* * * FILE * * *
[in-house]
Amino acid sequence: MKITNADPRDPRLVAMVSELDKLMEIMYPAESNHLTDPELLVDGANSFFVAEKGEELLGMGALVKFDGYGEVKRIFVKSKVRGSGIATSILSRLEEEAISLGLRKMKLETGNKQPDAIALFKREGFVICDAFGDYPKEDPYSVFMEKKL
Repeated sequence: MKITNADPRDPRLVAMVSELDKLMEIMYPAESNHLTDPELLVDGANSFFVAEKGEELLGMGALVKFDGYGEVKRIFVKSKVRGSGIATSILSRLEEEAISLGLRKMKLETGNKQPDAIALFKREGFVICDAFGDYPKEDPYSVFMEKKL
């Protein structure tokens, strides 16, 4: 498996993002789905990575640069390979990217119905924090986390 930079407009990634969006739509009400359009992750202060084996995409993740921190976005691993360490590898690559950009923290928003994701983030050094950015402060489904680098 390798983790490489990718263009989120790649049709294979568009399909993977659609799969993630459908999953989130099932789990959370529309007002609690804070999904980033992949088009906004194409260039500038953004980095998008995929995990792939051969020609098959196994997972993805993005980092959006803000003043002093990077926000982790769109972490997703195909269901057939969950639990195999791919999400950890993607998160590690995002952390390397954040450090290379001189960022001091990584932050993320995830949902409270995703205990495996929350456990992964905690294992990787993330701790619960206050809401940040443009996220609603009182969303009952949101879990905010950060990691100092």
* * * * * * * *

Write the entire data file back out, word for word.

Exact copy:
[in-house]
Amino acid sequence: MKITNADPRDPRLVAMVSELDKLMEIMYPAESNHLTDPELLVDGANSFFVAEKGEELLGMGALVKFDGYGEVKRIFVKSKVRGSGIATSILSRLEEEAISLGLRKMKLETGNKQPDAIALFKREGFVICDAFGDYPKEDPYSVFMEKKL
Repeated sequence: MKITNADPRDPRLVAMVSELDKLMEIMYPAESNHLTDPELLVDGANSFFVAEKGEELLGMGALVKFDGYGEVKRIFVKSKVRGSGIATSILSRLEEEAISLGLRKMKLETGNKQPDAIALFKREGFVICDAFGDYPKEDPYSVFMEKKL
């Protein structure tokens, strides 16, 4: 498996993002789905990575640069390979990217119905924090986390 930079407009990634969006739509009400359009992750202060084996995409993740921190976005691993360490590898690559950009923290928003994701983030050094950015402060489904680098 390798983790490489990718263009989120790649049709294979568009399909993977659609799969993630459908999953989130099932789990959370529309007002609690804070999904980033992949088009906004194409260039500038953004980095998008995929995990792939051969020609098959196994997972993805993005980092959006803000003043002093990077926000982790769109972490997703195909269901057939969950639990195999791919999400950890993607998160590690995002952390390397954040450090290379001189960022001091990584932050993320995830949902409270995703205990495996929350456990992964905690294992990787993330701790619960206050809401940040443009996220609603009182969303009952949101879990905010950060990691100092």